Tea-drinking in India, currently the world’s largest tea consumer, gained popularity because of the British East India Company as recent as the late-eighteenth century. In spite of its relatively nascent rise in popularity, tea joints across the country are romanticised, quite like beer pubs in the West. Part of this cultural heritage is the contribution of the many small institutions built over generations.
From street-side makeshift stalls to piquant brick-and-mortar Irani chai shops, these desi joints have made tea drinking not just a personal but a public act, evolving over time. One such example is that of the amruttulyas (amrut meaning nectar and tulya meaning comparable), lesser-known across the country but revered in Pune.
Amruttulyas are crammed shops accommodating a maximum of 10–12 people seated across three–four tables and a katta (seat made of stone or wood) in front of the shop. There is a raised wooden platform at the entrance where the owner sits and does his daily prayers, brews tea, stores the petty cash and runs calculations on a chalk slate. The tea owes its peculiar taste to the brass vessel it is made in, seasoned with spices ground in a mortar pestle as per the owner’s quirks and mixed with very sugary milk thickened by prolonged brewing on the stove. The brewers prefer to use a cloth instead of the common strainer because they believe the flavour seeps through better.
The First Flush
The story of the amruttulyas that pop casually across Pune’s aged streets traces its roots to the 1880s, in the Narta village in Shriman (now Bhinmal) tehsil of Rajasthan. Distraught by the drought, a Rajasthani couple, Vishwanath Pannalal Ojha and his wife, walked about 900km from their village to Pune, recounts his great-grandson, Rahul Nartekar. On their arrival, they changed their surname to ‘Nartekar’ (a Marathi-Brahmin surname). In time, Vishwanath Pannalal and his brother Bhavanishankar bought a small shop in Ravivar Peth, and started selling bhaang (an intoxicant extracted from the cannabis plant, which grows extensively with no legal restrictions in Rajasthan to date). One could speculate that the term ‘amrut-tulya’ could have originated there.
An active narcotics cell led the family to shift to selling sweets and chai, under the name Rajasthan Sweet Home. With the chai gaining prominence, the first ‘Aadhya Amruttulya’ was started on July 27, 1924, just when the current Pune railway station structure was built. Thereafter, amruttulyas grew rapidly with more families migrating, and the growing Rajasthani community in Pune supporting each other in the opening up of more such teashops.
It is interesting to note, especially now when there is much conversation about migrant populations, how a migrant from Rajasthan in the 1880s started Pune’s obsession for tea. But this was no casual accident. Prior to the amruttulyas, chai shops in the city were usually owned by the Irani Muslims. In this context, Aadhya — owned by a Shriman Brahmin who wore the Marathi identity up his sleeve — kickstarted the acceptance of sitting and drinking tea in public. This is significant as until then the dominant Maharashtrian Brahmin community considered this sinful. The Shriman Brahmins, like their Marathi counterparts, were devout and named their shops beginning with ‘Om’ suffixed with Hindu god names such as Amruteshwar, Jabareshwar, Manakeshwar, Narmadeshwar. All Rajasthani-owned shops recruited Marathi helpers, mostly from the Konkan regions.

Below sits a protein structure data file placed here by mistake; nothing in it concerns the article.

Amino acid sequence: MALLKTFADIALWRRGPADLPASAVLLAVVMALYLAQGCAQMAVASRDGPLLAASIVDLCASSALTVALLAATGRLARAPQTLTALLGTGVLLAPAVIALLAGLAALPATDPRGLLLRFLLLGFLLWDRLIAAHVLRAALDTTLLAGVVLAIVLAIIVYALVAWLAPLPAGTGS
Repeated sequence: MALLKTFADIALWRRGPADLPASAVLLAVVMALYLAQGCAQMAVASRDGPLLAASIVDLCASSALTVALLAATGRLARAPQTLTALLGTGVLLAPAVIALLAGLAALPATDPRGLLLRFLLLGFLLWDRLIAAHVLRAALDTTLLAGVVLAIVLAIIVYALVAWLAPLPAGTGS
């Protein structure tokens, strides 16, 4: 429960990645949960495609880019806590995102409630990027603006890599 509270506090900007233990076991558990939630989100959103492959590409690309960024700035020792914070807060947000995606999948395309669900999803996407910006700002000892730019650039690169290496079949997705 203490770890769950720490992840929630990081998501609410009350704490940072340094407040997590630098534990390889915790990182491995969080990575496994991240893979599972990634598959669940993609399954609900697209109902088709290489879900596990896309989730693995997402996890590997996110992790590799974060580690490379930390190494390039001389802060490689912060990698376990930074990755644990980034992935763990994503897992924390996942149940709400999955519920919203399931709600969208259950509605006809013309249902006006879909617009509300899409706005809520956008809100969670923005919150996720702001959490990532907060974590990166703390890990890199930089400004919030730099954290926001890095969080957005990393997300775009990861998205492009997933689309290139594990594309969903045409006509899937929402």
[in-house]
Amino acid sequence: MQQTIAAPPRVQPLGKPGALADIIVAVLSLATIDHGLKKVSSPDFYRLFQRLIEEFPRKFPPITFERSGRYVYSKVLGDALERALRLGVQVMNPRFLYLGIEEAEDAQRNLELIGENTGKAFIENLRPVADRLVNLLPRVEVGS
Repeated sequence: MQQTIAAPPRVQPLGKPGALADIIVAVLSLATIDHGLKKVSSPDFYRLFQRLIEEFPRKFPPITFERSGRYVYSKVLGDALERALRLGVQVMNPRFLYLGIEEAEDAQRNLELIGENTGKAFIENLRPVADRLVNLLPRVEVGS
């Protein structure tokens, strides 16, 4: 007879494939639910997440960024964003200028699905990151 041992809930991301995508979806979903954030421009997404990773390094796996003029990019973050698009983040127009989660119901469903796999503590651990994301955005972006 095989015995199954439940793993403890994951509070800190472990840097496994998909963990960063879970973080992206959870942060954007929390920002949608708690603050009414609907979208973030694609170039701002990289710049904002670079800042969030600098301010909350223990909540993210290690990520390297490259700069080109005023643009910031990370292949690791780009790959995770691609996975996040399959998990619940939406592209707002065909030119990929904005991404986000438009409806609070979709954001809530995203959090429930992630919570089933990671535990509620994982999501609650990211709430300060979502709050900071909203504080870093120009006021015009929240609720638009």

In the 1950s, Maharashtrians started their own amruttulyas — ending the monopoly of the Rajasthani community. These gained ground with the popularity of the Ambadas Lokaseva Upahargruha, a 24/7 teashop that attracted actors from the film and theatre circles. A distinguishing feature of these shops was selling of popular Maharashtrian treats like vada, misal, papdi and pav sample.
Over time, amruttulyas have become a more inclusive public space, although it predominantly attracts male customers. Today, they represent a microcosm of the city — students, hawkers, labourers, artistes, and others. Businessmen like Milind Darvekar talk about closing many of their business deals here, while filmmaker Umesh Kulkarni fondly recalls visiting just to overhear the mundane conversations of huddled strangers.
The present is also marked by their slow disappearance, from 750 to 400 shops over the last decade, shares Nartekar. A labour-intensive operation sustained by deep relationships with customers and employees, the amruttulyas have limited takers among the educated youth of the owner families. Add to this, as Hitesh Mukund Ojha of Ambuka Bhuvan says, the dwindling profit margins on one cup of chai and mushrooming of the many handcarts selling chai at half the price, making the going tougher.
Some argue that amruttulyas and their cultural heritage is a thing of the past, and patronising them over the growing tea café culture is be foolhardy. While tea chains like Yewale or Wagh Bakri café have their own place in the market, what the amruttulyas provide is very distinct. There is a natural air of trust between owners and customers who pick their cream rolls from the barani (vase), drink their fresh cuppa at their own pace and pay at the end. They foster a sense of community and a shared experience, something that we recognise valuable in COVID times.
A message scribbled on notice boards across many amruttulyas reads, ‘Chahachi vel naste, pan velela chaha lagto’ (There is no right time to have tea, but you need tea at the right time). We might have one World Tea Day, but there is a world of teas to be sipped every day at these kattas.
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